Screening for safety

Assessing a contractor's safety performance

Screening for safety -- contractors 500

Awarding public contracts

Many construction contracts involve public projects. However, advocacy group Public Citizen claims that states often do not require contractors to meet safety criteria or put too much emphasis on lagging indicators such as EMRs and fatality numbers.

In a series of reports, the Washington, D.C.-based group examined construction fatality costs in Washington state, Maryland and California. More reports are expected, but of those three states, only California addressed safety in its prequalification system, and Public Citizen was not satisfied with the state’s criteria.

“I think the problem is that states and industry just rely on OSHA’s guidance and they don’t really step up and attempt to change the culture around safety and health in construction,” said Keith Wrightson, worker safety and health advocate for Public Citizen’s Congress Watch division and author of the reports.

He said states should be taking a more “progressive approach” by considering factors such as whether the contractor conducts job safety meetings, provides personal protective equipment and ensures workers receive extensive training.

Even if safety is considered during prequalification, state and local statutes often require the government to choose the “lowest responsible bidder,” which Philips said could work against safety interests. To produce a low bid, the contractor may cut back on safety or in another area.

Woods highlighted a related issue: The private sector has more flexibility to incorporate safety into the final selection process and make a decision that is not based on price alone. Conversely, some state statutes are written so that safety comes up only during prequalification – the contractor must meet the basic requirements, but safety is not considered in the final bid selection.

“That pushes against handling it in what I think is the best way, which is a relative evaluation,” Wood said. “I think it is more worthwhile to try to come up with some sort of system that provides a sliding scale. So rather than treating safety and health as a threshold qualification, it is best treated as an element in the decision, so that people who have ‘very good’ programs get an edge over people who have just ‘good’ programs.”

Protecting contract workers in all industries

Of the 4,609 workplace fatalities in 2011, 492 were contract workers, according to preliminary figures from the Bureau of Labor Statistics.

Advocacy groups say these temporary workers, commonly used in construction, farming and warehousing, are especially vulnerable to injuries because they typically perform risky work. Additionally, contract workers may lack formal education and English-language proficiency, and may not be given adequate safety education and training, according to a January report from the Washington-based advocacy group Center for Progressive Reform. CPR called on OSHA to take action to protect temporary workers, including requiring all employers to provide a minimum level of safety training and conducting enforcement “sweeps” in industries known to use a large amount of these workers.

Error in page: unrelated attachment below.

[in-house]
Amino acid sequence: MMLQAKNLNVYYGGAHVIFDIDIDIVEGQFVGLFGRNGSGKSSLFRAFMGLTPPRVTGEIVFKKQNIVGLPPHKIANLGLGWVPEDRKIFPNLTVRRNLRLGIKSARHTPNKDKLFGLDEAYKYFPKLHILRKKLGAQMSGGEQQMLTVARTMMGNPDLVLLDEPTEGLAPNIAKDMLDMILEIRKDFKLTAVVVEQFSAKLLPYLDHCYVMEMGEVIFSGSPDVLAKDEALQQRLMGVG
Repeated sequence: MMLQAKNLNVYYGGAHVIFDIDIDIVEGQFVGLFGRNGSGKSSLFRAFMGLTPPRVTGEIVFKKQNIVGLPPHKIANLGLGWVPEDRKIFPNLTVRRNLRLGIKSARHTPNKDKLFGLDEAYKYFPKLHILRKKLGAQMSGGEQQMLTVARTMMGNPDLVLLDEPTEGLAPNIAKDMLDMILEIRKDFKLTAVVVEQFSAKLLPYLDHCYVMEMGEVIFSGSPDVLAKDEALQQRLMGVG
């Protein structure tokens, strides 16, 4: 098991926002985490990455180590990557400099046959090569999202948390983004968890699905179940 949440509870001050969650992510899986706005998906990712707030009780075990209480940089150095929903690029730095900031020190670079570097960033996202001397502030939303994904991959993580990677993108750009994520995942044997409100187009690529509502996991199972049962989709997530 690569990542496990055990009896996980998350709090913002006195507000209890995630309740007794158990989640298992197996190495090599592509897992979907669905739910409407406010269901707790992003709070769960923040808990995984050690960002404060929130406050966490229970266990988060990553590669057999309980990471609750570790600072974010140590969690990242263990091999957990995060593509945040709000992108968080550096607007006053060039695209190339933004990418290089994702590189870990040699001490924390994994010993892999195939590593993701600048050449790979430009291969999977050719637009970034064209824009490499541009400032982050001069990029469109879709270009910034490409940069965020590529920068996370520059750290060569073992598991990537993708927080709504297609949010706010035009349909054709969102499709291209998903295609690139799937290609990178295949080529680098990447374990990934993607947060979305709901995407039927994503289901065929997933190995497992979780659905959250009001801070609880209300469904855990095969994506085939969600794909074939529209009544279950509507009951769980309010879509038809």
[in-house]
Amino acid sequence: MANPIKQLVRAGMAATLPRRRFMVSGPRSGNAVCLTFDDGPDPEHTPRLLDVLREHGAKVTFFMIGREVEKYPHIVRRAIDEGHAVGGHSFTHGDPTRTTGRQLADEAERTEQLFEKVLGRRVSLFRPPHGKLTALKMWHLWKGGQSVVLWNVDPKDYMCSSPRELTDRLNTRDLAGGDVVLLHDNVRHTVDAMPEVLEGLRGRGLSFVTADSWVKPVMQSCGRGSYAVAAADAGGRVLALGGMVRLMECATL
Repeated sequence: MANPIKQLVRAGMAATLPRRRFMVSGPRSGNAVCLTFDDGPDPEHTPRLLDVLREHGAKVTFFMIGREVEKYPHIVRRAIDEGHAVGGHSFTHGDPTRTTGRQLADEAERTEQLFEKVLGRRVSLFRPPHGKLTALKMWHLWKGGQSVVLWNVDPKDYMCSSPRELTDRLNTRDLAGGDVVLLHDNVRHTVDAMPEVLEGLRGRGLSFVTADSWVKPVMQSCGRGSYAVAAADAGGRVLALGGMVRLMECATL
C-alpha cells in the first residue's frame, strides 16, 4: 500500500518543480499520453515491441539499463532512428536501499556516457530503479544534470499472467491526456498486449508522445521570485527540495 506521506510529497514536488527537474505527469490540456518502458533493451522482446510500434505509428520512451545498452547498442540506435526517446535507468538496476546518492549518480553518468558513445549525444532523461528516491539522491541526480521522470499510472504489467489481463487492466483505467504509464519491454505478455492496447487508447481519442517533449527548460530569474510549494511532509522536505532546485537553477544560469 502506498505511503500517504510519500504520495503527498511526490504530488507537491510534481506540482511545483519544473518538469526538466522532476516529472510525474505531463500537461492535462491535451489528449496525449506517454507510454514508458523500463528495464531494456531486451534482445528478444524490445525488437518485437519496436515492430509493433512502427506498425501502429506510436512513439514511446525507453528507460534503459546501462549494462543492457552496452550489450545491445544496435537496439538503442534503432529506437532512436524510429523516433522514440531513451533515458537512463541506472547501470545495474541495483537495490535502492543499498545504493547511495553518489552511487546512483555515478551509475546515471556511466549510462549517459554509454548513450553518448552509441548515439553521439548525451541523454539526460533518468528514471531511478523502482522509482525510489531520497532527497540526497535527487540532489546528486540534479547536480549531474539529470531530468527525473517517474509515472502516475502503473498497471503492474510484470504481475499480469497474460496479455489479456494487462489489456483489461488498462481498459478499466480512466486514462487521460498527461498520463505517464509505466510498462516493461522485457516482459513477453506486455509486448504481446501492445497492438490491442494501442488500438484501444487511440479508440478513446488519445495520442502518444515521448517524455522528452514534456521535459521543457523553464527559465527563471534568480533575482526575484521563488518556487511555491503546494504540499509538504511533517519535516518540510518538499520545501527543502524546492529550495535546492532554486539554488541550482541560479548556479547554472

In the opinion of Michael Wright, head of the Pittsburgh-based United Steelworkers’ Health, Safety and Environment Department, the organization that hires a contractor is ultimately responsible for ensuring a safe jobsite. However, he stressed that it does not let the contractor off the hook for protecting its employees. Under OSHA’s Multi-Employer Citation Policy, more than one employer (i.e., the owner and subcontractors) may be cited for violations of OSHA standards.

One issue Wright sees is that employers fail to extend safety rules to contractors. He referenced a steel company where employees were supposed to use non-sparking tools around flammable gases, but the same rule was not applied to contractors.

“We see examples every day where contractors are not as well-protected as the regular workforce,” Wright said. Either before the final selection is made or after a contractor is selected, the company hiring the contractor should require a job safety analysis, Wright said, and find out what type of safety personnel and personal protective equipment the contractor intends to use.

Noting that injuries could lead to civil lawsuits, Wright said it is in the contracting company’s best interest to provide a safe environment for every person onsite – from regular employees to contractors to deliverymen.

“They can’t avoid liability by saying this is all in the hands of the contractor,” he added. “If they’re the ones that create the hazard, they’re the ones that are going to be held accountable.”

– AJ

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